J’accuse Kellie Leitch

It’s not hyperbole to say the Conservative Party of Canada leadership candidate is the most irresponsible mainstream politician in recent Canadian history

Canada’s newspaper columnists must be sending thank-you cards to former immigration minister and Conservative Party leadership contender Chris Alexander

His failure to stop a crowd at a right-wing protest in Edmonton from chanting “Lock her up” in reference to Alberta Premier Rachel Notley on Saturday, December 3, has given them fodder for seemingly endless coverage. 

Thing is, most of them missed the larger point. The real issue here is not Alexander’s failure to stop the chants. He told me personally he found the crowd’s reaction unsettling and wrong. No, the real issue is that elements of the Canadian right now feel empowered and enabled to make such ridiculous and offensive noises.

It would be wrong and naive to attribute such outbursts to the so-called “alt-right,” which doesn’t genuinely exist in Canada. The fascist right does have a presence, but it’s small and largely irrelevant. 

But many people who would be appalled at, for example, Holocaust denial, racial violence or the Klan, buy into Fox News-type conspiracy notions and are obsessed with issues like gun ownership, abortion, political correctness and the loss of traditional power. 

We misunderstand them at our peril. 

One of the reasons Trump won was because the media and the liberal classes too often dismiss frustration and fear as extremist ignorance. Most Trump supporters aren’t fanatics.

In Canada, those susceptible to Trump’s message are fewer and have far less to complain about, but various people and institutions have come together to motivate them.

Politically, Tory leadership candidate Kellie Leitch is the main culprit, and it’s not hyperbole to say she is the most irresponsible mainstream politician in recent Canadian history. 

It’s one thing for a French MP in Paris to worry about the country’s future after France has lost almost 250 people in the last two years to Islamist terrorism. But Canada has a largely moderate Muslim community, and our multicultural conversation, while not perfect, is arguably the most fluent in the world. Leitch, however, takes the approach that “if it’s not broken, let’s pretend it is.”

What’s so jarring is that Leitch was extremely close to the late Jim Flaherty, whom she cites as her political inspiration. While he was a fiscal conservative, Flaherty insisted to his inner circle that he would not accept intolerance. During the same-sex marriage debate, for example, he told an old friend of mine who worked for him that anybody with homophobic views was not welcome. 

Leitch may not be playing the anti-gay card. She knows it’s a non-starter. But her people have convinced her that she can win the Tory leadership and the election if she adopts the ideas and strategy of Rob Ford and Donald Trump.

The man pulling the strings behind her campaign is Nick Kouvalis, who ran Ford’s campaign. According to party insiders, Leitch hardly makes a move without consulting him.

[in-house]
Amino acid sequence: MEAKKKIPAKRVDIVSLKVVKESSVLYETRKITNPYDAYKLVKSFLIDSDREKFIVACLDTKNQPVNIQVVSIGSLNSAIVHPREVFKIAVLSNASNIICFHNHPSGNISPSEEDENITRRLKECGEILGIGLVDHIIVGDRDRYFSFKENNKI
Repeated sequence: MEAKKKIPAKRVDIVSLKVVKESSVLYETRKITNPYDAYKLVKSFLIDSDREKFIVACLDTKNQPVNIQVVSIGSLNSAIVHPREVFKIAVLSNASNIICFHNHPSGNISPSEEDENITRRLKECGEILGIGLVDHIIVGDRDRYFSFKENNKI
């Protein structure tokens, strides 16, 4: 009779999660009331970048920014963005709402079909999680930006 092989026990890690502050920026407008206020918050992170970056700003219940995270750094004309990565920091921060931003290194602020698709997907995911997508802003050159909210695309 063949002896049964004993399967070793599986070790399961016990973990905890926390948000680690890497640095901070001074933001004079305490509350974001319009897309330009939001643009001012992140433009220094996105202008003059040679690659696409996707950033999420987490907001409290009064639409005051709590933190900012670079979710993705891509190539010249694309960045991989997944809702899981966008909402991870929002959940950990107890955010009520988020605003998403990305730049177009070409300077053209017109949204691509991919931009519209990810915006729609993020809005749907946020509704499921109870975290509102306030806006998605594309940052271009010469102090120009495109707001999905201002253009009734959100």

There was laughter among some Tory MPs when she told the Ottawa Citizen, “Let me be really clear – I make my own decisions. I make my own decisions in the operating room and I make my own decisions for the direction of my campaign.” 

That, of course, was a reminder to the masses that she’s a surgeon. As one former cabinet minister told me, “Remind me, then, never to be under the knife if Kellie is the doctor!”

Party higher-ups tell me Leitch doesn’t believe a word of her “Canadian values” agenda. They says it’s a calculated gambit constructed by Kouvalis and his friends to get her elected party leader. Divide, divide, divide again and then pick up the pieces. 

She implies there is a problem without specifying what it is, speaks of un-Canadian ideas and people but never refers to Islamist radicalism. When people rightfully criticize her, she dismisses them as elites. This from a wealthy and highly educated medical doctor.

Problem is, to a degree it’s working. Her rivals for the Tory leadership are not an impressive bunch, and while there is a natural ceiling to her support, it could be sufficiently high to give her victory. Even if it doesn’t, however, it has mobilized a chunk of hard-right Canadians. 

Those racist posters that turned up in East York recently surely wouldn’t have appeared a year ago and certainly not before Trump was elected and Leitch started legitimizing some of the moans of the raw right. Leitch may deny she is racist and Islamophobic, but the racists and the Islamophobes out there certainly don’t deny her.

Added to this is Rebel Media, the right-wing blog founded by the tireless and tiresome Ezra Levant. I’ve known the man for many years and worked with him at Sun News. He’s hysterical and often ridiculous, but his online venture is pulling in numbers and money. 

It was Rebel Media that organized the rally in Edmonton that Alexander attended. I had lunch with Alexander the week before and advised him not to get involved. He said he didn’t really have much choice if he wanted to be Conservative Party leader.

Canada has historically managed to avoid the politics of extremes, but when you combine the decline in mainstream media with the rise of screaming online blogs and politicians who try to arouse the worst in people, the prognosis for conventional politics seems deeply worrying. 

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